December close call revealed as measure to ban look-alikes from schools is introduced
Hartford - Just before Christmas break, a teacher at Stonington High School called police after spotting a 15-year-old student behind the school pointing a handgun at the head of another teen.
The first officer to arrive screamed for the teen to drop the gun, but he didn't immediately comply, according to Police Chief J. Darren Stewart.
"They had a little bit of a stand-off for just a second or two. He was pleading with the kid to drop the gun, and finally he did," Stewart said.
It turned out that the gun was an air soft gun whose owner had removed the red-orange tip that identifies it as a replica firearm that shoots plastic pellets. Without the tip, the gun looked very similar to the .45- caliber firearm carried by Stonington police.
The incident came as a surprise Thursday to most Stonington residents as police and school officials had never before publicized it.
"The officer was placed in an awful, awful position at that point in time about the use of deadly physical force," Stewart said. "The kids really didn't think it was that big a deal."
On Thursday, Stewart and Capt. Jerry Desmond joined state Rep. Diana Urban, D-North Stonington, at the Capitol to announce that the Select Committee on Children, which Urban co-chairs, was introducing a bill that would ban all "look-alike firearms" from school grounds, including paintball and BB guns.
The bill also would make it illegal to remove or cover up the red-orange tip of realistic-looking fake guns.
Urban said violating either provision of the proposed law would be a Class C misdemeanor, punishable by up to three months in a jail and a fine up to $500.
State Sen. Andrew Maynard, D-Stonington, is also backing the measure.
"We don't want to see a tragedy," Urban said.
Stewart said that "kids are out there with these things, and they don't recognize the consequences of them."
"In a post-Columbine high school and other tragic school shootings across the country, police are going to respond very swiftly and really get down to business whenever there's a threat of firearms on school grounds," he said.
Stewart declined to discuss any other details of the incident.
When asked for details such as the school at which the incident occurred, whether the students were punished and why they had the gun behind the school, Superintendent of Schools Leanne Masterjoseph issued this statement Thursday night:
"Stonington's Public Schools were grateful for the manner in which Stonington Police responded to our call during after school hours on December 19, 2011. While unable to comment on circumstances pertaining to specific students, we are thankful that officers quickly determined circumstances did not require use of force and that events were quickly resolved."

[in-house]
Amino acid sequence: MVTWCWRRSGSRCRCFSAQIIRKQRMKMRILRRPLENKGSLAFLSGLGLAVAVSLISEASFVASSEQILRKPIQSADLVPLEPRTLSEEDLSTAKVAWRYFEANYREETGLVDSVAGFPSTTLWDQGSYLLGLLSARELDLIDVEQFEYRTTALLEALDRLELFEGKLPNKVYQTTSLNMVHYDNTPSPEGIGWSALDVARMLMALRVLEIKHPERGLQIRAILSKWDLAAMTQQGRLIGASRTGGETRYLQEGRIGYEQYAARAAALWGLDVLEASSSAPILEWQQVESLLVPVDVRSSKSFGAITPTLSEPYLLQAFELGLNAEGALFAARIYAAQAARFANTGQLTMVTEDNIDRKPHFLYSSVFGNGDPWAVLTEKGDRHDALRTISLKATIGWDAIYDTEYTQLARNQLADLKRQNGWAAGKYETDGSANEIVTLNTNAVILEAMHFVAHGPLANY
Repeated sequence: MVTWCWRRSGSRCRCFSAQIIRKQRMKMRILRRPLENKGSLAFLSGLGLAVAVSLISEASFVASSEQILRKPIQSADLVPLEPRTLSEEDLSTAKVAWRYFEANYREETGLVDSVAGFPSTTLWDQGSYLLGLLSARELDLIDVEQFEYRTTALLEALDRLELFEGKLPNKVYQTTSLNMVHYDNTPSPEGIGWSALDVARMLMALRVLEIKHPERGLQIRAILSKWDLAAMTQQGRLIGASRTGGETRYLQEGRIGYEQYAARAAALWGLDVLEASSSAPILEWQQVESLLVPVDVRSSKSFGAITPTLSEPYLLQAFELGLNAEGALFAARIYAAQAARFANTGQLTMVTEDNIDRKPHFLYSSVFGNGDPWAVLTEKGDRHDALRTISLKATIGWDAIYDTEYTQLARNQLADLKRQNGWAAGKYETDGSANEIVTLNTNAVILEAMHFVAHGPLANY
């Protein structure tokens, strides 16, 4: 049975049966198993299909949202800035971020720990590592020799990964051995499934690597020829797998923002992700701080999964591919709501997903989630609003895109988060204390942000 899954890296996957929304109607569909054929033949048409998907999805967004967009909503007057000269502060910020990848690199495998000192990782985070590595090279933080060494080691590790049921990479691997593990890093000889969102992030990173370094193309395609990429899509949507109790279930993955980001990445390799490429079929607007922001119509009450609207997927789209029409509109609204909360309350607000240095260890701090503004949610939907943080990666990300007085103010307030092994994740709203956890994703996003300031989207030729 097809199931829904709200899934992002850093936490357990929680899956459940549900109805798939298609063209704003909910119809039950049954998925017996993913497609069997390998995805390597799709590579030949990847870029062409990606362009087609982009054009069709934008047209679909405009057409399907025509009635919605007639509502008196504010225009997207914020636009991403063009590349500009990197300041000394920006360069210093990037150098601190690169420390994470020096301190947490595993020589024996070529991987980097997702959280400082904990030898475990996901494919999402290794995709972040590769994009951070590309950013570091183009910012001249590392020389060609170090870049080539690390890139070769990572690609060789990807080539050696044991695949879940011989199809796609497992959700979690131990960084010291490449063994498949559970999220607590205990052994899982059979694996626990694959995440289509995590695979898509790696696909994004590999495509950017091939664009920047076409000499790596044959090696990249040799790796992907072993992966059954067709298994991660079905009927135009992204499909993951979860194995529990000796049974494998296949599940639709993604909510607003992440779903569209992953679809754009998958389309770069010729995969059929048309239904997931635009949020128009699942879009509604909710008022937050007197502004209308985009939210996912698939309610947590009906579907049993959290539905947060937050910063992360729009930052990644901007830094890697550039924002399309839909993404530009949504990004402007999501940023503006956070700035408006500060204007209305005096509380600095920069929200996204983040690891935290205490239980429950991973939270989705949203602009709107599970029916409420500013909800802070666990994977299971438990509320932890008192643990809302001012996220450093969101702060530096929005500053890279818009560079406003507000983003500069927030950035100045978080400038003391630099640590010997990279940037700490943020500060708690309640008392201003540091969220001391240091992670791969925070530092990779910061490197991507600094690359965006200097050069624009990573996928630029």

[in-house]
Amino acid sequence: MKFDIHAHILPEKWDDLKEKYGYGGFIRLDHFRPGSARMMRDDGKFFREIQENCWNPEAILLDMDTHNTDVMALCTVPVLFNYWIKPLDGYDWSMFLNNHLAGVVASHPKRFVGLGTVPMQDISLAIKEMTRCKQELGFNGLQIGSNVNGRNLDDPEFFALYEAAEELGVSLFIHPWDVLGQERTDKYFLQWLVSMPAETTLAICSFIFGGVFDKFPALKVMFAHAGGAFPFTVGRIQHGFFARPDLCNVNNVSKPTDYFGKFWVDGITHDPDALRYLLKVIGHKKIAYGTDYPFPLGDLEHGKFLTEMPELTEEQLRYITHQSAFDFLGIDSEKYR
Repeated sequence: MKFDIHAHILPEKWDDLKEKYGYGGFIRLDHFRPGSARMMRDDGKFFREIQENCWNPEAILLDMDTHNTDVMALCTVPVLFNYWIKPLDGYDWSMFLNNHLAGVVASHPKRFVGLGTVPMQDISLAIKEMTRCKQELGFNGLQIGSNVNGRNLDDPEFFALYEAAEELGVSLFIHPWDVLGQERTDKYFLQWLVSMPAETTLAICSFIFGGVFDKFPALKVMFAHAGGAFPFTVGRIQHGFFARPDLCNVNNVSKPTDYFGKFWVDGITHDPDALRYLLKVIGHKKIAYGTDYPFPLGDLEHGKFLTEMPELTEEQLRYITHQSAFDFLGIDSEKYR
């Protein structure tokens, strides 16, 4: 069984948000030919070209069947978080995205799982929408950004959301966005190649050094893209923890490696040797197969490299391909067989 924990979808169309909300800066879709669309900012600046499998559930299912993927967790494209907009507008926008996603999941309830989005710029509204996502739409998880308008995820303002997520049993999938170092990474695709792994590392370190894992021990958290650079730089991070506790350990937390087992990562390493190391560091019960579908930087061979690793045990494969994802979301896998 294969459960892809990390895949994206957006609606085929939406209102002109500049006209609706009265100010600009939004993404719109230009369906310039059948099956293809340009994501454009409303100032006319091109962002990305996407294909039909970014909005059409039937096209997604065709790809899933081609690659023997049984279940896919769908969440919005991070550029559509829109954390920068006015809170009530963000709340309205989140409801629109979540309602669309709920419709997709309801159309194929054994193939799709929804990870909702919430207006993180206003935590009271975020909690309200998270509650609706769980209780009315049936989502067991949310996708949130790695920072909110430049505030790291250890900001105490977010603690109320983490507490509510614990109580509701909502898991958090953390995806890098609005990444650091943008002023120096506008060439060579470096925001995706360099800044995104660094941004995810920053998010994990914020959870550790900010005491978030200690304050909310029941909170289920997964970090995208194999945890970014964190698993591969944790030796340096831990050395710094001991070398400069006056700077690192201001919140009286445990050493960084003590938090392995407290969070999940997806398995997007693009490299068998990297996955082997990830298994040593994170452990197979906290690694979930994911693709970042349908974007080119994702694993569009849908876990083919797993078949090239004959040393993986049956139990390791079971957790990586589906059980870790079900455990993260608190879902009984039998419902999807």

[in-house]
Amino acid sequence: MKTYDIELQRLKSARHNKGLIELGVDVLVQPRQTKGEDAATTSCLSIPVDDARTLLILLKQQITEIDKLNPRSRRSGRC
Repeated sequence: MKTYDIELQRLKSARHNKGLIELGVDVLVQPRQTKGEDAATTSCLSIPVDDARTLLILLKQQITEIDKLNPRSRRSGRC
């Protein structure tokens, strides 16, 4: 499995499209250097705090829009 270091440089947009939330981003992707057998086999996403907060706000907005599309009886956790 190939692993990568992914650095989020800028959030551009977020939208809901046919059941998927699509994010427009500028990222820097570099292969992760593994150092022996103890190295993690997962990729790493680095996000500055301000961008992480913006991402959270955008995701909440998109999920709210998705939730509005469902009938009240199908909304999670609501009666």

The Day has filed a freedom of information request seeking release of the police report of the incident.
The bill's proponents cited cases in Texas and Florida where police did fire on someone who they mistakenly believed held a real gun.
"You can see where something like this can end in a tragedy with nobody's intent to do anything wrong, and that's why this legislation may be necessary," Desmond said.
Police officials brought a small cache of toy guns with them Thursday to demonstrate how similar in appearance to real firearms the fakes can be.
"This is a SIG-Sauer P245 .45 caliber handgun," said Police Chief Matthew Reed of South Windsor, holding aloft his department-issued gun. "This is a toy gun ... There's not a big difference."
State Rep. Kim Fawcett, D-Fairfield, admitted that she initially was skeptical of Urban's crusade against fake guns in schools. She assumed it was only the real guns one needed to worry about. But Fawcett quickly changed her views.
"I'm just completely flabbergasted and amazed that a toy gun looks like this," she said. "Parents all across the state of Connecticut have no idea that these types of toy guns even exist."
The bill defines a "look-alike firearm" as an imitation gun, "so similar in coloration and overall appearance to an existing firearm as to lead a reasonable person to perceive that the device is a firearm."
While an early version of the bill would have outlawed look-alikes within 1,500 feet of a school, Urban said the current proposal only bans fake guns from school grounds because private residences are often near schools.
One exception to the proposed restriction on obscuring red-orange tips would allow such fake guns for theatrical, television and film purposes. The Connecticut Police Chiefs Association is also backing the bill.